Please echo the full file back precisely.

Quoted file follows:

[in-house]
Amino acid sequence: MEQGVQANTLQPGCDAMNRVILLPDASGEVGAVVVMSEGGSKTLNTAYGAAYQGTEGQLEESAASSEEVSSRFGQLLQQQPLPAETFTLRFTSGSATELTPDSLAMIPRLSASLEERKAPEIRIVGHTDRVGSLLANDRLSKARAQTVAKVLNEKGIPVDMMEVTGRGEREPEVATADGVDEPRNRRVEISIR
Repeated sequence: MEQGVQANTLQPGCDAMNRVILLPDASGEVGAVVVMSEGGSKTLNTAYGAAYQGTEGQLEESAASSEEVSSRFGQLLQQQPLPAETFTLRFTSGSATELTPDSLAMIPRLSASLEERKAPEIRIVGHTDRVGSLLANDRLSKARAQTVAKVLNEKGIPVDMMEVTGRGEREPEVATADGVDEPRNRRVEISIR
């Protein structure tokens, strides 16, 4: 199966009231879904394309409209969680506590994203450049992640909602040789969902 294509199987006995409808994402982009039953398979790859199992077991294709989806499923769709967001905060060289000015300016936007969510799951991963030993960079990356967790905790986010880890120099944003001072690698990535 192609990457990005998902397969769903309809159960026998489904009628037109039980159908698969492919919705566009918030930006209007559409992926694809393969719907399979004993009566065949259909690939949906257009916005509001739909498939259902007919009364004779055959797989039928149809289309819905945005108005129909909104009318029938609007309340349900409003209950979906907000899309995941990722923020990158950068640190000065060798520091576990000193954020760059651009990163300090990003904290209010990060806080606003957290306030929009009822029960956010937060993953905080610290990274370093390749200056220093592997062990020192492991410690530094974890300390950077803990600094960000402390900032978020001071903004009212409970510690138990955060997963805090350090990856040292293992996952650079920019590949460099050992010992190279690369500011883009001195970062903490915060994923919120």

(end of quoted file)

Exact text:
[in-house]
Amino acid sequence: MEQGVQANTLQPGCDAMNRVILLPDASGEVGAVVVMSEGGSKTLNTAYGAAYQGTEGQLEESAASSEEVSSRFGQLLQQQPLPAETFTLRFTSGSATELTPDSLAMIPRLSASLEERKAPEIRIVGHTDRVGSLLANDRLSKARAQTVAKVLNEKGIPVDMMEVTGRGEREPEVATADGVDEPRNRRVEISIR
Repeated sequence: MEQGVQANTLQPGCDAMNRVILLPDASGEVGAVVVMSEGGSKTLNTAYGAAYQGTEGQLEESAASSEEVSSRFGQLLQQQPLPAETFTLRFTSGSATELTPDSLAMIPRLSASLEERKAPEIRIVGHTDRVGSLLANDRLSKARAQTVAKVLNEKGIPVDMMEVTGRGEREPEVATADGVDEPRNRRVEISIR
């Protein structure tokens, strides 16, 4: 199966009231879904394309409209969680506590994203450049992640909602040789969902 294509199987006995409808994402982009039953398979790859199992077991294709989806499923769709967001905060060289000015300016936007969510799951991963030993960079990356967790905790986010880890120099944003001072690698990535 192609990457990005998902397969769903309809159960026998489904009628037109039980159908698969492919919705566009918030930006209007559409992926694809393969719907399979004993009566065949259909690939949906257009916005509001739909498939259902007919009364004779055959797989039928149809289309819905945005108005129909909104009318029938609007309340349900409003209950979906907000899309995941990722923020990158950068640190000065060798520091576990000193954020760059651009990163300090990003904290209010990060806080606003957290306030929009009822029960956010937060993953905080610290990274370093390749200056220093592997062990020192492991410690530094974890300390950077803990600094960000402390900032978020001071903004009212409970510690138990955060997963805090350090990856040292293992996952650079920019590949460099050992010992190279690369500011883009001195970062903490915060994923919120």